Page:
‘Blood Falls’: Solving the Mystery of Antartica’s Eeriest Waterfalls
The century-old mystery of Blood Falls, a famous spot in Antarctica where ice cold water gushes a gruesome red hue, have just been solved by a team of scientists from the University of Alaska Fairbanks (UAF) and Colorado College.
According to a report from UAF, the newly collected evidence suggested that the waterfalls tapped a source of salty water trapped under Taylor Glacier for the past one million years. Antarctica's Blood Falls was discovered by the geoscientist Griffith Taylor in 1911 and it has baffled scientists ever since with its strangely hued water with unknown origins.
At first, explorers thought that the color came from red algae, a report from Science Alert said. Eventually, scientists figured out that the iron-rich salty water (brine) was responsible for the color. When the iron comes into contact with air, it oxidizes and transforms into red, just like rust. No one knows where the Blood Falls water came from, though.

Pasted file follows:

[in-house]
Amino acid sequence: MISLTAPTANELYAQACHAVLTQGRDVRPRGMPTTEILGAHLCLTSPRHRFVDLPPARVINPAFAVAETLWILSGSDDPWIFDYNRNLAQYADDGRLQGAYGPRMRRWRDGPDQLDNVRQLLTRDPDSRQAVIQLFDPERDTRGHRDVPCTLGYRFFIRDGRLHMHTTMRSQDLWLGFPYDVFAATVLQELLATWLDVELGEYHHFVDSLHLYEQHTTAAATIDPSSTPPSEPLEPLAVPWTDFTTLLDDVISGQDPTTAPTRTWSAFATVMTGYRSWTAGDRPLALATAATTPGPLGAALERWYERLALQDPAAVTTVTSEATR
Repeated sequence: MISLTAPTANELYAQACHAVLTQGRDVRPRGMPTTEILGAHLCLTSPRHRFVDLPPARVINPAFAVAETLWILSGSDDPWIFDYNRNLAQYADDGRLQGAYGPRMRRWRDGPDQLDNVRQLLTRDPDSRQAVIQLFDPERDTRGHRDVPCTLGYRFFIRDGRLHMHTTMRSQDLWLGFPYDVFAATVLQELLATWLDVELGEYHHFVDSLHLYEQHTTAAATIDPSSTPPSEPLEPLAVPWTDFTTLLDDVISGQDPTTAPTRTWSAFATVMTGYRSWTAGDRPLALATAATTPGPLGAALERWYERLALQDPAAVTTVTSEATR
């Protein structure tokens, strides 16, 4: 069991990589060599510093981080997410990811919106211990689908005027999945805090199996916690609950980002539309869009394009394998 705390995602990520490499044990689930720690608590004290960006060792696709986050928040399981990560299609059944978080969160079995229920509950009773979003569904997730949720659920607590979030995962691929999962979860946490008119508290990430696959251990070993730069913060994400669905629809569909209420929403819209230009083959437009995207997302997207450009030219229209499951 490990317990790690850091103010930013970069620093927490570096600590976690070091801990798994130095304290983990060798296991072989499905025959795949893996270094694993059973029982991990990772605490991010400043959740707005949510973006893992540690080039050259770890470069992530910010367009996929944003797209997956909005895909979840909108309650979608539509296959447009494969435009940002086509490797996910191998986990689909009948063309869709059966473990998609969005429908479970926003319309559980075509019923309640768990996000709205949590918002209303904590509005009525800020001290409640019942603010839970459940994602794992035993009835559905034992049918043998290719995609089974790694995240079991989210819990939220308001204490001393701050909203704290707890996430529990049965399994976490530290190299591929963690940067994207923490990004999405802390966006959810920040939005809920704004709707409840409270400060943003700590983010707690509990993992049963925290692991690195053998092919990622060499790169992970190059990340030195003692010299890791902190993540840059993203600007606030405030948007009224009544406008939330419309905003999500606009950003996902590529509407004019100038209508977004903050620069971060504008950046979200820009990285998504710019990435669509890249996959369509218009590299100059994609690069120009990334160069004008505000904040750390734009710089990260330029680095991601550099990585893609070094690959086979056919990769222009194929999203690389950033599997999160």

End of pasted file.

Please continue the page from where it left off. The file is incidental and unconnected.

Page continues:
Lead author Jessica Badgeley of Colorado College teamed up with Erin Pettit of UAF to seek some answers. The pair used a specific radar -- radio-echo sounding, specifically -- to track the brine flowing into the Blood Falls.
"We moved the antennae around the glacier in grid-like patterns so that we could 'see' what was underneath us inside the ice, kind of like a bat uses echolocation to 'see' things around it," co-author Christina Carr of UAF said.
With this technique, the researchers were able to trace the brine's 300-foot path from under the 1.5 million-year-old Taylor Glacier to the famous Blood Falls. Another significant discovery of the team is that liquid water can continue to exist even inside a freezing cold glacier. Pettit explained that the water emits heat as it freezes, warming the surrounding ice.
She added, "Taylor Glacier is now the coldest known glacier to have persistently flowing water."
The study was published in the Journal of Glaciology.